A new service to ensure cancer patients are offered emotional, practical and financial support has been launched in Edinburgh and the Lothians.
Cancer patients across the area can now access all the help they need by making just one phone call.
The new Lothians Macmillan Improving the Cancer Journey Service will see every newly diagnosed cancer patient in Edinburgh and the Lothians sent a letter offering a meeting with a dedicated one-to-one support worker. The worker will then help the patient access a wide range of support, from benefits advice and emotional support to help at home or with other practical needs. Anyone currently living with cancer can also access the service by simply calling the team to arrange an appointment.
The programme is part of the Scottish Government and Macmillan Cancer Support £18 million partnership which is set to make Scotland the first country in the UK where cancer patients will be guaranteed wraparound support. The Scottish Government and Macmillan Cancer Support both invested £9 million each to ensure everyone with cancer is offered emotional, practical and financial help from a dedicated support worker.
This will mean cancer care teams in hospitals no longer need to help with non-medical issues, freeing them up to provide personalised care and support to those with complex medical problems.
The move will also give them more time to support new patients – potentially helping ease waiting times pressures.
The ambition is to offer the support to every cancer patient in the country by 2023, making Scotland the first country in the UK to fulfil its promise on personalised care.
Alison Macdonald, Director of the East Lothian Health and Social Care Partnership, said:
“I warmly welcome the launch of this new service, in a cooperation between East Lothian Health and Social Care Partnership and Macmillan Cancer Support, which will provide people living with cancer with access to a package of valuable support at a difficult time for themselves and their families.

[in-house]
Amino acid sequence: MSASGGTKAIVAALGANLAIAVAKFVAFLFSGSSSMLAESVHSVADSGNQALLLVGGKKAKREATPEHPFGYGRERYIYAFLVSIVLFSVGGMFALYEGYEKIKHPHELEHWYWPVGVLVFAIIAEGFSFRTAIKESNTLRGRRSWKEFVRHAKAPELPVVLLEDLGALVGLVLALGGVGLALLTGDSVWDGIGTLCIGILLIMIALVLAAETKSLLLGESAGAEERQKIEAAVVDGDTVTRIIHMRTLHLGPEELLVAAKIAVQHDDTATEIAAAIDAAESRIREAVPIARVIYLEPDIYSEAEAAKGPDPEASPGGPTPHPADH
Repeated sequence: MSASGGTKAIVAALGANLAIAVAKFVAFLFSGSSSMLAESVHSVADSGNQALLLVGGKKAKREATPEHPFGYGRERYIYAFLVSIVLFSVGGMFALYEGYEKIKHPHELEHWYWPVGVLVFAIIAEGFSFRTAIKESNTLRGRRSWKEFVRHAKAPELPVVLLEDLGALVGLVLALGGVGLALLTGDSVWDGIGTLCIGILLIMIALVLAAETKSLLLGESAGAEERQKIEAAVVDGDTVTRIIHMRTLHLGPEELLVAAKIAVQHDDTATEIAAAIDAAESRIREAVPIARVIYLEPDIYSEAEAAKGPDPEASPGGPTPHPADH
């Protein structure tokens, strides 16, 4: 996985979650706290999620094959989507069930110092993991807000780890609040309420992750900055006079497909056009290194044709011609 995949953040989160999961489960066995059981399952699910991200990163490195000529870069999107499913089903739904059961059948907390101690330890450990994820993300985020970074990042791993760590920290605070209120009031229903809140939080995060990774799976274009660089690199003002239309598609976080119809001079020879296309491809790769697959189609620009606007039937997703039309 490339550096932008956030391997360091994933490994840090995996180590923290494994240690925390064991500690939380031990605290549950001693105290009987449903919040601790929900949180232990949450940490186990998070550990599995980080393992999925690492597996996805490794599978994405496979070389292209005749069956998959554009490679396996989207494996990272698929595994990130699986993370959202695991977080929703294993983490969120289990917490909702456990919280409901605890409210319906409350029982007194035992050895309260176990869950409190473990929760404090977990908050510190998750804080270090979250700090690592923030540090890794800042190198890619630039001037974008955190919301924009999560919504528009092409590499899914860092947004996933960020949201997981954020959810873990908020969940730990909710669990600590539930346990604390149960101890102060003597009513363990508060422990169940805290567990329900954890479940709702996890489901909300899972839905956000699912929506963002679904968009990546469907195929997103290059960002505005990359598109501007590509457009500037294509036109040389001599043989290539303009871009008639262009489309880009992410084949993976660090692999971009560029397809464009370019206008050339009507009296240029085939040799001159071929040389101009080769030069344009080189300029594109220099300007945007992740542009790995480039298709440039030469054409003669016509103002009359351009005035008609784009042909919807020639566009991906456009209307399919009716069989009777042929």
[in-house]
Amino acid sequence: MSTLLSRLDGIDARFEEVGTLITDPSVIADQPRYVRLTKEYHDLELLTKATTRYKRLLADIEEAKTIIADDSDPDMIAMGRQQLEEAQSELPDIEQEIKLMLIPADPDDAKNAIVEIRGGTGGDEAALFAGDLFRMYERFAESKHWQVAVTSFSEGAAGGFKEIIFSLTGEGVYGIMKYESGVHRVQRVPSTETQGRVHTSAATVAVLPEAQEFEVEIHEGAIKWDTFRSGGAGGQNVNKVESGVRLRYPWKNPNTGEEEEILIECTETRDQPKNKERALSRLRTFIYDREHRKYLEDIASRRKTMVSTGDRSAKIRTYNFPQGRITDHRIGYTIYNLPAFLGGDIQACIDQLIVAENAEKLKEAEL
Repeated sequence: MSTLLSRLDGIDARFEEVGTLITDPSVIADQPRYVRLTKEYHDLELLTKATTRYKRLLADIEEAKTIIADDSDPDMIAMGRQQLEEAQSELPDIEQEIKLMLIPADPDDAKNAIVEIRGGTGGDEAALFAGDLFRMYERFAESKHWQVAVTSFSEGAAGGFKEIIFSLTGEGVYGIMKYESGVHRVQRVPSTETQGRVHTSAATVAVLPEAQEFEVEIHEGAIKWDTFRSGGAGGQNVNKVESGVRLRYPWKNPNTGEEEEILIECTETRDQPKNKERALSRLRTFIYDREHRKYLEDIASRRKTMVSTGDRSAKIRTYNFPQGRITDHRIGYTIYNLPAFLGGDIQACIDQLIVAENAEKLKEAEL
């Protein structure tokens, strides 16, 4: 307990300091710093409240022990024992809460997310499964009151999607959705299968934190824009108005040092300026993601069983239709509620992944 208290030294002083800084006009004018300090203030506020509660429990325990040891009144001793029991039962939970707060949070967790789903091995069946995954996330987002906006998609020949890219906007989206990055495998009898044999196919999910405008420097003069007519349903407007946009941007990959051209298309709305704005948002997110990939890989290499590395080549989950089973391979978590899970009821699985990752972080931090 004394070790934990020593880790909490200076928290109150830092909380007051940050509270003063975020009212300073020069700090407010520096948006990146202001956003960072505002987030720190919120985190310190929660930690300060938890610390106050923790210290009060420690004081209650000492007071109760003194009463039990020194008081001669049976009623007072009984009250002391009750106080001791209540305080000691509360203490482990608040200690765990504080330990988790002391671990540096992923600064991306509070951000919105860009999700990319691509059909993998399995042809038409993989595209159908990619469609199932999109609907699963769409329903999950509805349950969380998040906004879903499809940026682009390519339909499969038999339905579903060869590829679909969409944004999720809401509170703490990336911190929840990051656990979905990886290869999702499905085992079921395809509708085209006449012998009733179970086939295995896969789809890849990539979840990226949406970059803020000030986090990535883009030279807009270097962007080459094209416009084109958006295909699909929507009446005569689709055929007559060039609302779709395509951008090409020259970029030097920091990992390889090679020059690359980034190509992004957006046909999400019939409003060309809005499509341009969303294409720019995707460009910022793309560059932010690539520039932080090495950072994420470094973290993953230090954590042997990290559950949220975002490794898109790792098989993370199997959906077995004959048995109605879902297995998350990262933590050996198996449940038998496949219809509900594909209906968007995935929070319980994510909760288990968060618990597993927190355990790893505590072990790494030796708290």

"The effects of a cancer diagnosis can be devastating and life-changing and it is important that patients are provided with practical support beyond receiving high-quality clinical care. Through the ICJ service East Lothian patients will be able to receive help from skilled practitioners and much-needed advice on what support services are available close to home. I believe it will have a positive impact for people living with cancer.”
Health Secretary Humza Yousaf said: “A cancer diagnosis is a life-changing experience, for the patient and their loved ones. As well as focusing on providing the best diagnostic treatment, rehabilitation and palliative services, it is vital we consider the non-medical effects of the illness.
“The Improving the Cancer Journey service in Edinburgh and the Lothians is a significant milestone in our partnership with Macmillan, and moves us closer to fulfilling our ambition of ensuring everyone with cancer is offered a personal care plan and access to support, making it easier to get on with their lives while undergoing cancer treatment.”
Head of Macmillan Services in Scotland, Janice Preston, said: “Cancer doesn’t just affect people physically, it can hit every aspect of life. Too often people don’t know where to turn for help. Medical professionals do all they can, but they just don’t have the time or knowledge to support people properly with problems like not being able to afford to pay their rent or find the energy to make themselves meals.
“This new service should make sure everyone in Edinburgh and the Lothians with cancer has someone to call on for help, no matter what they need. We hope this service will transform cancer support across the region.”
“It’s thanks to the continued support from people locally, who fundraise for us and donate so generously, that we are able to fund this vital new service. With their help we are able to make a huge difference to the lives of people affected by cancer in the Lothians.”
The Transforming Cancer Care programme will help fulfil the ambition the Scottish Government set out in its cancer care plan to ensure every person with cancer is offered a personal care plan and access to integrated and coordinated support across health, social care and the third sector.
While it’s good news that advances in treatment mean that more people than ever are surviving, it also means that people living with cancer are living longer, often with long-term effects of treatment or other health conditions that have a huge impact on health, wellbeing and independence. Many of them don't know where to go for help coping with the non-medical effects of the illness.
The project is open to everyone aged 16 and over living with cancer regardless of their cancer type or where they live in the Lothians. To find out more about the Lothians Macmillan Improving the Cancer Journey service call 07977 307 286 or 07929 784315 or email firstname.lastname@example.org